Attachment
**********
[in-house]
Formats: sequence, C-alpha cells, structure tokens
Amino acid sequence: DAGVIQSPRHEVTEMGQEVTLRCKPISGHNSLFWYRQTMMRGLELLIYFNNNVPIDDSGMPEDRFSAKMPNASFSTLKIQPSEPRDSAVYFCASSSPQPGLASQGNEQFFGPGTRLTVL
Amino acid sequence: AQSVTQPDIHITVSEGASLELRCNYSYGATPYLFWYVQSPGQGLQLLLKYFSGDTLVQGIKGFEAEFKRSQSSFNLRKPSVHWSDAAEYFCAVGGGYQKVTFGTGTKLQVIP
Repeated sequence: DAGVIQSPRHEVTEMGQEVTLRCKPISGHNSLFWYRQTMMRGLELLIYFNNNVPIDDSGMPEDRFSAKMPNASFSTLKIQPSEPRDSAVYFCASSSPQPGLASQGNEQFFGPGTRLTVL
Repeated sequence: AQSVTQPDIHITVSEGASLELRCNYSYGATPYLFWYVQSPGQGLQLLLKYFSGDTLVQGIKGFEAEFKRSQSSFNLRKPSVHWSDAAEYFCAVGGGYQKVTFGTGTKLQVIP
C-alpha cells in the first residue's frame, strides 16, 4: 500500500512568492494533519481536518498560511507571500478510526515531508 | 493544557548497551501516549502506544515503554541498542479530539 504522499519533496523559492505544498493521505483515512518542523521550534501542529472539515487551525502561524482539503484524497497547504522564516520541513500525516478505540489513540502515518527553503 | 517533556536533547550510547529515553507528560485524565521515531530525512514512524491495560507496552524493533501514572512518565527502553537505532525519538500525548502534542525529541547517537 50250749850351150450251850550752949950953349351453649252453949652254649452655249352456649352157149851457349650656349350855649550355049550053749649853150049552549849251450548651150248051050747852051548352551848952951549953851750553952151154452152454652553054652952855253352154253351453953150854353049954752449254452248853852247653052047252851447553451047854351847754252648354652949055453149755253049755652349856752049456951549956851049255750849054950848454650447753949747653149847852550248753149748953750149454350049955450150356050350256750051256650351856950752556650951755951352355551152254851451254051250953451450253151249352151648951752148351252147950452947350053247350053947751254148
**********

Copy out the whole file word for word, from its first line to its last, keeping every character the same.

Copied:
[in-house]
Formats: sequence, C-alpha cells, structure tokens
Amino acid sequence: DAGVIQSPRHEVTEMGQEVTLRCKPISGHNSLFWYRQTMMRGLELLIYFNNNVPIDDSGMPEDRFSAKMPNASFSTLKIQPSEPRDSAVYFCASSSPQPGLASQGNEQFFGPGTRLTVL
Amino acid sequence: AQSVTQPDIHITVSEGASLELRCNYSYGATPYLFWYVQSPGQGLQLLLKYFSGDTLVQGIKGFEAEFKRSQSSFNLRKPSVHWSDAAEYFCAVGGGYQKVTFGTGTKLQVIP
Repeated sequence: DAGVIQSPRHEVTEMGQEVTLRCKPISGHNSLFWYRQTMMRGLELLIYFNNNVPIDDSGMPEDRFSAKMPNASFSTLKIQPSEPRDSAVYFCASSSPQPGLASQGNEQFFGPGTRLTVL
Repeated sequence: AQSVTQPDIHITVSEGASLELRCNYSYGATPYLFWYVQSPGQGLQLLLKYFSGDTLVQGIKGFEAEFKRSQSSFNLRKPSVHWSDAAEYFCAVGGGYQKVTFGTGTKLQVIP
C-alpha cells in the first residue's frame, strides 16, 4: 500500500512568492494533519481536518498560511507571500478510526515531508 | 493544557548497551501516549502506544515503554541498542479530539 504522499519533496523559492505544498493521505483515512518542523521550534501542529472539515487551525502561524482539503484524497497547504522564516520541513500525516478505540489513540502515518527553503 | 517533556536533547550510547529515553507528560485524565521515531530525512514512524491495560507496552524493533501514572512518565527502553537505532525519538500525548502534542525529541547517537 50250749850351150450251850550752949950953349351453649252453949652254649452655249352456649352157149851457349650656349350855649550355049550053749649853150049552549849251450548651150248051050747852051548352551848952951549953851750553952151154452152454652553054652952855253352154253351453953150854353049954752449254452248853852247653052047252851447553451047854351847754252648354652949055453149755253049755652349856752049456951549956851049255750849054950848454650447753949747653149847852550248753149748953750149454350049955450150356050350256750051256650351856950752556650951755951352355551152254851451254051250953451450253151249352151648951752148351252147950452947350053247350053947751254148